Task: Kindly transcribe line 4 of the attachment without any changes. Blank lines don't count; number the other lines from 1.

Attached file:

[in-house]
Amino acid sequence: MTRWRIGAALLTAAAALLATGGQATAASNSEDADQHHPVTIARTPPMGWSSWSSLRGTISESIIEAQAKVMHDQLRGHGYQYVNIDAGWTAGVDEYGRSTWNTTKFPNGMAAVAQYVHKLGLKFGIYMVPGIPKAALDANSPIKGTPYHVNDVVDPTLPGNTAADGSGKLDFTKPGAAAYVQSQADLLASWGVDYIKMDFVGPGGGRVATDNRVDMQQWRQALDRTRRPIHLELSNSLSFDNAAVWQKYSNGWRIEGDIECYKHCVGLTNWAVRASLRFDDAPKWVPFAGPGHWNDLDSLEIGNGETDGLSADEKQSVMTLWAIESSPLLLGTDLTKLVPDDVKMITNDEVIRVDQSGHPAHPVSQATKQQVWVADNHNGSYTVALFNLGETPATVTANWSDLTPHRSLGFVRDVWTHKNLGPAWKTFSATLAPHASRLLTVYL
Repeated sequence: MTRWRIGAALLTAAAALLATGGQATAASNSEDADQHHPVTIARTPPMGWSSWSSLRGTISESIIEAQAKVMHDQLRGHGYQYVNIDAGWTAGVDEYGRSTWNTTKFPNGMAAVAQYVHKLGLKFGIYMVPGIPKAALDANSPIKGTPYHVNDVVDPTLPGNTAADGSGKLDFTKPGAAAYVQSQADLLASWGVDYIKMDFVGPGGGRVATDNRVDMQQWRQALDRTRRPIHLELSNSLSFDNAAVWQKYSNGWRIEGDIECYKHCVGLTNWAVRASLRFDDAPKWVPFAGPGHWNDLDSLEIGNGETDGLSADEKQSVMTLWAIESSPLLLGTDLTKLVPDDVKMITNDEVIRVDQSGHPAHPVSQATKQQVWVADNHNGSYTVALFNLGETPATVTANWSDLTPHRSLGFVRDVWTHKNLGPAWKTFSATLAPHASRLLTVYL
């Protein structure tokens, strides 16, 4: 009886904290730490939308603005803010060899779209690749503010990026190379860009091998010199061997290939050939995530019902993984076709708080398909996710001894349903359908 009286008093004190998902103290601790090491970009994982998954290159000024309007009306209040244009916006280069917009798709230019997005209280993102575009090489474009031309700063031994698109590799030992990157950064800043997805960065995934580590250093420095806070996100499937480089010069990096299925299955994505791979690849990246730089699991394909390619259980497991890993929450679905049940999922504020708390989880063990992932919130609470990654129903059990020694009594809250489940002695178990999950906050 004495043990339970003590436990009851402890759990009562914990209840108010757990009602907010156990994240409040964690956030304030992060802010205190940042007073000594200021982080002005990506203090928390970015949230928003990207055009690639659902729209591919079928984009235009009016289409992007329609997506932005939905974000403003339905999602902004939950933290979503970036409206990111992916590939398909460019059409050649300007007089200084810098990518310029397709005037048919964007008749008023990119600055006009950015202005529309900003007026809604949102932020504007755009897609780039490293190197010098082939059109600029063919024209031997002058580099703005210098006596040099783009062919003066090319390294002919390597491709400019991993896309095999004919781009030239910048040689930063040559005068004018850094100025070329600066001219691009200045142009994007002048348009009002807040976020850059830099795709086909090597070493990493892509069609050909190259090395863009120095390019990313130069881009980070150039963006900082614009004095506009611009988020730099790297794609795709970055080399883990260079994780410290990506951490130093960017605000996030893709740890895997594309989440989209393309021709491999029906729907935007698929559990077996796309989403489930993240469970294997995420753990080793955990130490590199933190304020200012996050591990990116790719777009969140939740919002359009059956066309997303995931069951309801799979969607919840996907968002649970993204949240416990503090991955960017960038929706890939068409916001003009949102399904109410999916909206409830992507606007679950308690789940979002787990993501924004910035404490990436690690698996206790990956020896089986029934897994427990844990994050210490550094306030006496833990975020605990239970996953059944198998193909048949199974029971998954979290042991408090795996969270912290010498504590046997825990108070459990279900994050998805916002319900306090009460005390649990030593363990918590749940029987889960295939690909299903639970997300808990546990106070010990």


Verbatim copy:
């Protein structure tokens, strides 16, 4: 009886904290730490939308603005803010060899779209690749503010990026190379860009091998010199061997290939050939995530019902993984076709708080398909996710001894349903359908 009286008093004190998902103290601790090491970009994982998954290159000024309007009306209040244009916006280069917009798709230019997005209280993102575009090489474009031309700063031994698109590799030992990157950064800043997805960065995934580590250093420095806070996100499937480089010069990096299925299955994505791979690849990246730089699991394909390619259980497991890993929450679905049940999922504020708390989880063990992932919130609470990654129903059990020694009594809250489940002695178990999950906050 004495043990339970003590436990009851402890759990009562914990209840108010757990009602907010156990994240409040964690956030304030992060802010205190940042007073000594200021982080002005990506203090928390970015949230928003990207055009690639659902729209591919079928984009235009009016289409992007329609997506932005939905974000403003339905999602902004939950933290979503970036409206990111992916590939398909460019059409050649300007007089200084810098990518310029397709005037048919964007008749008023990119600055006009950015202005529309900003007026809604949102932020504007755009897609780039490293190197010098082939059109600029063919024209031997002058580099703005210098006596040099783009062919003066090319390294002919390597491709400019991993896309095999004919781009030239910048040689930063040559005068004018850094100025070329600066001219691009200045142009994007002048348009009002807040976020850059830099795709086909090597070493990493892509069609050909190259090395863009120095390019990313130069881009980070150039963006900082614009004095506009611009988020730099790297794609795709970055080399883990260079994780410290990506951490130093960017605000996030893709740890895997594309989440989209393309021709491999029906729907935007698929559990077996796309989403489930993240469970294997995420753990080793955990130490590199933190304020200012996050591990990116790719777009969140939740919002359009059956066309997303995931069951309801799979969607919840996907968002649970993204949240416990503090991955960017960038929706890939068409916001003009949102399904109410999916909206409830992507606007679950308690789940979002787990993501924004910035404490990436690690698996206790990956020896089986029934897994427990844990994050210490550094306030006496833990975020605990239970996953059944198998193909048949199974029971998954979290042991408090795996969270912290010498504590046997825990108070459990279900994050998805916002319900306090009460005390649990030593363990918590749940029987889960295939690909299903639970997300808990546990106070010990």